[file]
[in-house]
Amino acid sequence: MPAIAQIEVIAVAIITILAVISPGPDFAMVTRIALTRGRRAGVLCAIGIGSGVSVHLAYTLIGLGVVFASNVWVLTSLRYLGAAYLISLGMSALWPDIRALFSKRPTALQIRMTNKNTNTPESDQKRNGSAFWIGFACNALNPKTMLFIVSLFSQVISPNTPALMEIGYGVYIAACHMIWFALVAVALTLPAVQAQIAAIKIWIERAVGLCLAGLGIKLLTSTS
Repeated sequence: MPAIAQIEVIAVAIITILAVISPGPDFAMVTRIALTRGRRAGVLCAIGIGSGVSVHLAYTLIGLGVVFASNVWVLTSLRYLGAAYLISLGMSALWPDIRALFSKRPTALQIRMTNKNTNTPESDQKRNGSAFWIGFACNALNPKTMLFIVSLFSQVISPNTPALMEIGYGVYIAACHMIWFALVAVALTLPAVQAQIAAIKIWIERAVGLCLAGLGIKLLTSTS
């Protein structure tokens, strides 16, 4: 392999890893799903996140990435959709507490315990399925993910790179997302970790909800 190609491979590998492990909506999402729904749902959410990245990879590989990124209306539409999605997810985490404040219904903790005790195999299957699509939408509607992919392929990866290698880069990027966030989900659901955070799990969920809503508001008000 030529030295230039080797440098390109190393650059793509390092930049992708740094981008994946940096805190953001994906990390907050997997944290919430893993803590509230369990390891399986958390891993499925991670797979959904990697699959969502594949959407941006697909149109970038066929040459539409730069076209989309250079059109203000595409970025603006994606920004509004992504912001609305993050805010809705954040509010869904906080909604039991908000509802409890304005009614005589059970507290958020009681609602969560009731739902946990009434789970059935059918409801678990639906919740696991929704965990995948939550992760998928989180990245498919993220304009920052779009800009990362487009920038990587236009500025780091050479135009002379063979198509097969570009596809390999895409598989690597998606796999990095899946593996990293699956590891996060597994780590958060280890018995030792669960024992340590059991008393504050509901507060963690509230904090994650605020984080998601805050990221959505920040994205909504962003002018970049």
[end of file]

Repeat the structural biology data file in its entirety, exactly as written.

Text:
[in-house]
Amino acid sequence: MPAIAQIEVIAVAIITILAVISPGPDFAMVTRIALTRGRRAGVLCAIGIGSGVSVHLAYTLIGLGVVFASNVWVLTSLRYLGAAYLISLGMSALWPDIRALFSKRPTALQIRMTNKNTNTPESDQKRNGSAFWIGFACNALNPKTMLFIVSLFSQVISPNTPALMEIGYGVYIAACHMIWFALVAVALTLPAVQAQIAAIKIWIERAVGLCLAGLGIKLLTSTS
Repeated sequence: MPAIAQIEVIAVAIITILAVISPGPDFAMVTRIALTRGRRAGVLCAIGIGSGVSVHLAYTLIGLGVVFASNVWVLTSLRYLGAAYLISLGMSALWPDIRALFSKRPTALQIRMTNKNTNTPESDQKRNGSAFWIGFACNALNPKTMLFIVSLFSQVISPNTPALMEIGYGVYIAACHMIWFALVAVALTLPAVQAQIAAIKIWIERAVGLCLAGLGIKLLTSTS
């Protein structure tokens, strides 16, 4: 392999890893799903996140990435959709507490315990399925993910790179997302970790909800 190609491979590998492990909506999402729904749902959410990245990879590989990124209306539409999605997810985490404040219904903790005790195999299957699509939408509607992919392929990866290698880069990027966030989900659901955070799990969920809503508001008000 030529030295230039080797440098390109190393650059793509390092930049992708740094981008994946940096805190953001994906990390907050997997944290919430893993803590509230369990390891399986958390891993499925991670797979959904990697699959969502594949959407941006697909149109970038066929040459539409730069076209989309250079059109203000595409970025603006994606920004509004992504912001609305993050805010809705954040509010869904906080909604039991908000509802409890304005009614005589059970507290958020009681609602969560009731739902946990009434789970059935059918409801678990639906919740696991929704965990995948939550992760998928989180990245498919993220304009920052779009800009990362487009920038990587236009500025780091050479135009002379063979198509097969570009596809390999895409598989690597998606796999990095899946593996990293699956590891996060597994780590958060280890018995030792669960024992340590059991008393504050509901507060963690509230904090994650605020984080998601805050990221959505920040994205909504962003002018970049």